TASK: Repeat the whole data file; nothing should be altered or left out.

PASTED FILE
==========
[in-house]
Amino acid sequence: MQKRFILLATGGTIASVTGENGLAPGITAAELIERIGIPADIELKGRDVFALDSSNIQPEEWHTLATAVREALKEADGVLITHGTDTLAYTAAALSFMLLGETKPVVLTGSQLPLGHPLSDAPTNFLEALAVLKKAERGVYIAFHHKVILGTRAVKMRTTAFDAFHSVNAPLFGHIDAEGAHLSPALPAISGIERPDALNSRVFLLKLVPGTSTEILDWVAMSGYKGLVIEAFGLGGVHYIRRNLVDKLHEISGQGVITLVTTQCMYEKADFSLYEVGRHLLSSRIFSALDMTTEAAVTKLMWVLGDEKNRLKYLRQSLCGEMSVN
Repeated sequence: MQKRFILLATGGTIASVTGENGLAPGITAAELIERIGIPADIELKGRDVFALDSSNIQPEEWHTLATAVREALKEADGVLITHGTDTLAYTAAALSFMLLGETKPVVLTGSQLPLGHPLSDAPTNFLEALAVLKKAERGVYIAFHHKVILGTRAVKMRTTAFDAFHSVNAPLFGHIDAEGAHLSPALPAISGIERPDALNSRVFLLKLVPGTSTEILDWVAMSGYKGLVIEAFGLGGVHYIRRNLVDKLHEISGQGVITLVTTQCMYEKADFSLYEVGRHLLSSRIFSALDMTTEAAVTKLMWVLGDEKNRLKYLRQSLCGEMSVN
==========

[in-house]
Amino acid sequence: MQKRFILLATGGTIASVTGENGLAPGITAAELIERIGIPADIELKGRDVFALDSSNIQPEEWHTLATAVREALKEADGVLITHGTDTLAYTAAALSFMLLGETKPVVLTGSQLPLGHPLSDAPTNFLEALAVLKKAERGVYIAFHHKVILGTRAVKMRTTAFDAFHSVNAPLFGHIDAEGAHLSPALPAISGIERPDALNSRVFLLKLVPGTSTEILDWVAMSGYKGLVIEAFGLGGVHYIRRNLVDKLHEISGQGVITLVTTQCMYEKADFSLYEVGRHLLSSRIFSALDMTTEAAVTKLMWVLGDEKNRLKYLRQSLCGEMSVN
Repeated sequence: MQKRFILLATGGTIASVTGENGLAPGITAAELIERIGIPADIELKGRDVFALDSSNIQPEEWHTLATAVREALKEADGVLITHGTDTLAYTAAALSFMLLGETKPVVLTGSQLPLGHPLSDAPTNFLEALAVLKKAERGVYIAFHHKVILGTRAVKMRTTAFDAFHSVNAPLFGHIDAEGAHLSPALPAISGIERPDALNSRVFLLKLVPGTSTEILDWVAMSGYKGLVIEAFGLGGVHYIRRNLVDKLHEISGQGVITLVTTQCMYEKADFSLYEVGRHLLSSRIFSALDMTTEAAVTKLMWVLGDEKNRLKYLRQSLCGEMSVN